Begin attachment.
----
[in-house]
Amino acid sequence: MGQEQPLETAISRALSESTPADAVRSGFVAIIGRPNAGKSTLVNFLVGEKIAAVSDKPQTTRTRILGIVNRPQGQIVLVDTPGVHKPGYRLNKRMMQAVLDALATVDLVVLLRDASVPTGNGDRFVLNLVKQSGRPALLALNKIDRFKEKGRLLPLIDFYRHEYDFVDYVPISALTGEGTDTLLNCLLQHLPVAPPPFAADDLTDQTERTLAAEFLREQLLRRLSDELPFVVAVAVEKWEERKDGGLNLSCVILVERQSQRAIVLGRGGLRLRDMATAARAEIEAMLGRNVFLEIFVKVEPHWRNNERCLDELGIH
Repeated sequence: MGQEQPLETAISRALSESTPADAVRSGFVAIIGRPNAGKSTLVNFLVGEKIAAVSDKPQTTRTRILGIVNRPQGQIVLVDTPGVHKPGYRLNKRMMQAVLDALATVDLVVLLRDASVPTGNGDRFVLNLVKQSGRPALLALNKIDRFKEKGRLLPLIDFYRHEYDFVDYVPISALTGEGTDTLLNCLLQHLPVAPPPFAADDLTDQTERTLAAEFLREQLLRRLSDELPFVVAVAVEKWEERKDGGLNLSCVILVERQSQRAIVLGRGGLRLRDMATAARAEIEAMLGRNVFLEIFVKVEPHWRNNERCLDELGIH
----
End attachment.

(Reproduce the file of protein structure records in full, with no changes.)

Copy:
[in-house]
Amino acid sequence: MGQEQPLETAISRALSESTPADAVRSGFVAIIGRPNAGKSTLVNFLVGEKIAAVSDKPQTTRTRILGIVNRPQGQIVLVDTPGVHKPGYRLNKRMMQAVLDALATVDLVVLLRDASVPTGNGDRFVLNLVKQSGRPALLALNKIDRFKEKGRLLPLIDFYRHEYDFVDYVPISALTGEGTDTLLNCLLQHLPVAPPPFAADDLTDQTERTLAAEFLREQLLRRLSDELPFVVAVAVEKWEERKDGGLNLSCVILVERQSQRAIVLGRGGLRLRDMATAARAEIEAMLGRNVFLEIFVKVEPHWRNNERCLDELGIH
Repeated sequence: MGQEQPLETAISRALSESTPADAVRSGFVAIIGRPNAGKSTLVNFLVGEKIAAVSDKPQTTRTRILGIVNRPQGQIVLVDTPGVHKPGYRLNKRMMQAVLDALATVDLVVLLRDASVPTGNGDRFVLNLVKQSGRPALLALNKIDRFKEKGRLLPLIDFYRHEYDFVDYVPISALTGEGTDTLLNCLLQHLPVAPPPFAADDLTDQTERTLAAEFLREQLLRRLSDELPFVVAVAVEKWEERKDGGLNLSCVILVERQSQRAIVLGRGGLRLRDMATAARAEIEAMLGRNVFLEIFVKVEPHWRNNERCLDELGIH